Written by Amy Beecham
It’s not all about snuggling up and keeping the winter out, our quest for cosiness may actually reveal more about how we’re coping with the pandemic.
If you looked around my living room, this is what you’d see: a candle lit, a hot coffee freshly brewed, lights twinkling on the Christmas tree, a soft blanket over my feet. If I was lucky enough to have a fireplace in my rented flat, it would undoubtedly be roaring with flames.
That sense of comfort, of hibernation, may not seem out of place, it being December and with winter in full force. But according to Kathryn Jezer-Morton, the writer behind the Mothers Under The Influence newsletter, there’s a lot more to unpack than feeling snuggly when it comes to our pursuit of cosiness.
Writing for The Guardian, Jezer-Morton explained that the aestheticisation of cosiness, particularly for social media, has divorced us from what it truly means, and more importantly, why we seek it.
“What if our obsession with cosiness has risen in step with our growing feeling of collective precariousness?” she writes, “…the colder and more brutal it is in the outside world, the more it feels precious and delicious to be inside our homes.”
And this certainly rings true at the moment. Now more than ever, with rising anxieties about Christmas cancellations and the Omicron variant, I’ve found myself craving a retreat into dark evenings. I’ve taken more long, hot baths, cancelled plans, cupped hot chocolates in my palms and rearranged my space to feel even more ‘homely’.
As Jezer-Morton defines it, “Cosiness is a heightened, almost erotic feeling of belonging: you are in your own space, and if there’s anyone in there with you, they are allies who truly know you, because you wouldn’t share this sock-footed intimacy with just anyone. This is the melty core of cosiness.”
“This is the dragon we’re all chasing,” she says. And chasing relentlessly, it seems.
Over the years, our lexicon has been expanded with words that encourage us to optimise our wellbeing for winter. From the Danish ‘hygge’, which itself translates most concisely to “cosiness”, and Norway’s ‘koselig’, which seemingly promotes the opposite: social connection and connection with nature and the outdoors. There’s even ‘döstädning’, the Swedish lifestyle trend that involves ridding yourself of items you no longer need, and ‘friluftsliv’, translating roughly to ‘open-air living’, to entice you into a more down-to-nature lifestyle.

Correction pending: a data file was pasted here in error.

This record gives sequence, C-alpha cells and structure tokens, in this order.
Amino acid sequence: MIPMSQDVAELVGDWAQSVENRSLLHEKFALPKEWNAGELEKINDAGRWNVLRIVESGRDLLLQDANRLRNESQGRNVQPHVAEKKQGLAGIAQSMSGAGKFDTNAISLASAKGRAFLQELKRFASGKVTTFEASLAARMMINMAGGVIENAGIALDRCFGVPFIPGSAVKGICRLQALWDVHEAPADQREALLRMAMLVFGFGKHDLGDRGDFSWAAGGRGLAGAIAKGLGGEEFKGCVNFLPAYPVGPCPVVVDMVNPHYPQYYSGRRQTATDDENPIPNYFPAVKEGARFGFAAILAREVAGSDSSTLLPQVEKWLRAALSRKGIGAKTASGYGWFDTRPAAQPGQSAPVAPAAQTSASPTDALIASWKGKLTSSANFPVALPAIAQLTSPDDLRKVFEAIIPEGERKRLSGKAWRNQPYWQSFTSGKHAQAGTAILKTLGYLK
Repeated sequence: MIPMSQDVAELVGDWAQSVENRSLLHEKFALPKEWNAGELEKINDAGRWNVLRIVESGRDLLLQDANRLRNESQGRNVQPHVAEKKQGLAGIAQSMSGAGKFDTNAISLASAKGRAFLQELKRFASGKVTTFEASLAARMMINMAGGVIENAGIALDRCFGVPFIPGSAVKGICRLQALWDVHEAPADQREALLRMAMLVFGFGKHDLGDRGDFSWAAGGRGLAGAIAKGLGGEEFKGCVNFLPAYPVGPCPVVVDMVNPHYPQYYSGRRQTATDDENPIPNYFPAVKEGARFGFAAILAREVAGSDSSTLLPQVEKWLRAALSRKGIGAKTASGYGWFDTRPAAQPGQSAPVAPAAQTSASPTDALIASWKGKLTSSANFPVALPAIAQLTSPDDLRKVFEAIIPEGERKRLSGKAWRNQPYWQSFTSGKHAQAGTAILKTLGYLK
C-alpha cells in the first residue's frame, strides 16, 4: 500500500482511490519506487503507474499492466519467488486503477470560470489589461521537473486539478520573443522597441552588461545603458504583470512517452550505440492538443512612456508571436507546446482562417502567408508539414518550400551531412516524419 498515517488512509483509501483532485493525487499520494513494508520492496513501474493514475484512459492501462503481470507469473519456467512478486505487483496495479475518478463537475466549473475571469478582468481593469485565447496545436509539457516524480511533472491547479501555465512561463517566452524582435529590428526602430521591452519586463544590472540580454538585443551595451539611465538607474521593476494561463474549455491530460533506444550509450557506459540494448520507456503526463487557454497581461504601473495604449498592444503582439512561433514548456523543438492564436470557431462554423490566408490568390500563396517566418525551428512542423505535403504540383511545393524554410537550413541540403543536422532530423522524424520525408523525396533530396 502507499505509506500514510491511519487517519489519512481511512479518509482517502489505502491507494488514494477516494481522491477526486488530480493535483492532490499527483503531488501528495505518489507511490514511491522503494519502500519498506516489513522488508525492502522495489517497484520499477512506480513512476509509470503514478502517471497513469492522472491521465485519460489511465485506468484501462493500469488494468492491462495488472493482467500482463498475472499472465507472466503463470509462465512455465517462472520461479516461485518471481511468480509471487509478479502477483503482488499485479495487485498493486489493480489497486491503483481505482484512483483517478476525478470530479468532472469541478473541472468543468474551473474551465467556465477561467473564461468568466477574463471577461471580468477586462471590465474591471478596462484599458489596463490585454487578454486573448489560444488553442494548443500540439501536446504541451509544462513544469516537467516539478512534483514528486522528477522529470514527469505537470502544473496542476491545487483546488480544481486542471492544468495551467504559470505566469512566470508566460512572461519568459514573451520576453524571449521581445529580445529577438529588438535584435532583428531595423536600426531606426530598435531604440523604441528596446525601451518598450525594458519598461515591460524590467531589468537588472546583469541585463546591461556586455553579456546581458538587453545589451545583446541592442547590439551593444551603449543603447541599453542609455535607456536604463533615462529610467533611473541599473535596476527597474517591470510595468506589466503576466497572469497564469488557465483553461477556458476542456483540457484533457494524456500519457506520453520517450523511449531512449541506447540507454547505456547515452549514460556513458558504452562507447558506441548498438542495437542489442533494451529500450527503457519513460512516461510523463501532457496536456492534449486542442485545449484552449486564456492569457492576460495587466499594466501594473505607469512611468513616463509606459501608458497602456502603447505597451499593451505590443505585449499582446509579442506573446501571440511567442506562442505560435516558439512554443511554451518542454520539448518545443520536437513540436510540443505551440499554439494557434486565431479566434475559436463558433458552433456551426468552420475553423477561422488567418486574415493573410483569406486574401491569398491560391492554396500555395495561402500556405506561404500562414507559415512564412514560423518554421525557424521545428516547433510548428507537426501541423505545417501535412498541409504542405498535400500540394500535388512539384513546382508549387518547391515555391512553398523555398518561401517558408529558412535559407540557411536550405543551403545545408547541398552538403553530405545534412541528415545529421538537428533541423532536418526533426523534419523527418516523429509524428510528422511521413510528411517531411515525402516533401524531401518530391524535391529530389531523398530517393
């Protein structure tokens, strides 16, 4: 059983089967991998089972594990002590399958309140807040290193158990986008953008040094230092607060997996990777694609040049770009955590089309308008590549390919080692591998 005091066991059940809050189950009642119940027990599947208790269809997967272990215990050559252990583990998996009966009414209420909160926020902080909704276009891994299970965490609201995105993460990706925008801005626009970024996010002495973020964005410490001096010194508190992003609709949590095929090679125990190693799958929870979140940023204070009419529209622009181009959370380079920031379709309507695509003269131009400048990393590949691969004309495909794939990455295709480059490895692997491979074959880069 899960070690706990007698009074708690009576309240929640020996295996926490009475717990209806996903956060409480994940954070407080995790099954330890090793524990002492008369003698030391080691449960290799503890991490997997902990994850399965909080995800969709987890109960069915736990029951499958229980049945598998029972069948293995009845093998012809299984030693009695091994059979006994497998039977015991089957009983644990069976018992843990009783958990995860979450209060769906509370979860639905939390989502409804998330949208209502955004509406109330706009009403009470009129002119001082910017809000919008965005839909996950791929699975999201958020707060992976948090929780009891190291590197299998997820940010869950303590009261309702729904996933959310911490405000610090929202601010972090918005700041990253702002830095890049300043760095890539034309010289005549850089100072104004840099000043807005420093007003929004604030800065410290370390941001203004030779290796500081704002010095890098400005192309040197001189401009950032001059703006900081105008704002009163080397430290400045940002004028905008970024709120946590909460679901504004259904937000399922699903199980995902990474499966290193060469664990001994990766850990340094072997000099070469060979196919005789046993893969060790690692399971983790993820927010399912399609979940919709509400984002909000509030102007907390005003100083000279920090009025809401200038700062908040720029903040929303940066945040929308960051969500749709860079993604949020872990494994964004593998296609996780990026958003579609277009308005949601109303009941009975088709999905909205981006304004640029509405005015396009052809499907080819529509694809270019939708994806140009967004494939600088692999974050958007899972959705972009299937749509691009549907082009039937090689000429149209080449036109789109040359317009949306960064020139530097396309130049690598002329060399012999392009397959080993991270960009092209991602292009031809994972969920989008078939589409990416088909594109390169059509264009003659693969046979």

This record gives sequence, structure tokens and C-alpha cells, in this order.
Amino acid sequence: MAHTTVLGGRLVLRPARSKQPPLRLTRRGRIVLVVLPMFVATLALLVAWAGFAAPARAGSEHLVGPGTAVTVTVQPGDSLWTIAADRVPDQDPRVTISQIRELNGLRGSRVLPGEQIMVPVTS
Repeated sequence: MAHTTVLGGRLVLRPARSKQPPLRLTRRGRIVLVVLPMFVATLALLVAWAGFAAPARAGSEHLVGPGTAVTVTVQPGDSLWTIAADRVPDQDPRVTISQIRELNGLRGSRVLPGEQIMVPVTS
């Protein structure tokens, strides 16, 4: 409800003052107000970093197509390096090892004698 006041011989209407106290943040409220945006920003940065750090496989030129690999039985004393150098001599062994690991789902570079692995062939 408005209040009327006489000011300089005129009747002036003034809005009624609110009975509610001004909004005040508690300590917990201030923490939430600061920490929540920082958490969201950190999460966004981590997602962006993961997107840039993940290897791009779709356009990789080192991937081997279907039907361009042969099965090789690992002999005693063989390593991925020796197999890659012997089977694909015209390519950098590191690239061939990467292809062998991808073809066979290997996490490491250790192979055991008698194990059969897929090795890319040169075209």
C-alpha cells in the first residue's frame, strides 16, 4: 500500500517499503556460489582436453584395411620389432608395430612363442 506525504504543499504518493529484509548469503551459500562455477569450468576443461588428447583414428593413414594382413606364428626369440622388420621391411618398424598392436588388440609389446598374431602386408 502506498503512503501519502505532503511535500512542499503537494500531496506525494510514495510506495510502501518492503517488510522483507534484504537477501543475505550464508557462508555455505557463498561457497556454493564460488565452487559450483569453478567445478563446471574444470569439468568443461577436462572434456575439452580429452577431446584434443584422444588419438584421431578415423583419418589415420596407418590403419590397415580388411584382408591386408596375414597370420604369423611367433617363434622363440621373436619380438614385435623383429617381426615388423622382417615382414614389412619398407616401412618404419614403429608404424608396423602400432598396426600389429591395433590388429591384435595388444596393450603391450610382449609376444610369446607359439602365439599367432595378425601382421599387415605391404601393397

But behind these words, and the products we buy in order to help achieve their meanings, are deep-rooted anxieties and emotions.
“Cosy season on social media might be a cry for help,” ponders Jezer-Morton. “We all want so badly to belong somewhere, and the perfect artefacts of cosiness can’t help us achieve that feeling.”
Indeed, as Psychology Today points out, in Denmark, hygge isn’t fluffy sweaters, neutral furniture and warming soups, but practically a survival strategy in the long, cold, and very dark winters.
“It is not a style of decor. It’s a psychological state, a way of approaching life during the darker months. It is essentially about creating the conditions for people to feel a powerful sense of comfort and belonging, both in our homes and with friends,” Jezer-Morton agrees. “This is not a question of lighting a balsam-scented candle. Like cosiness, you can’t buy it – you have to do it.”
And when I take the time to unpick why I’ve felt like such a homebody over the last few weeks, bundled up in huge jumpers and craving chocolate and warm drinks, it’s probably because I’m anxious. And stressed. And homesick. And still in survival mode, as we all are.
So as we cling to the idea of ‘cosy’ this winter, let us remember Jezer-Morton’s words instead: “Cosiness is an embodied human experience, a feeling of relaxation and ease of mind and body.” I’ll raise my hot chocolate to the pursuit of that.
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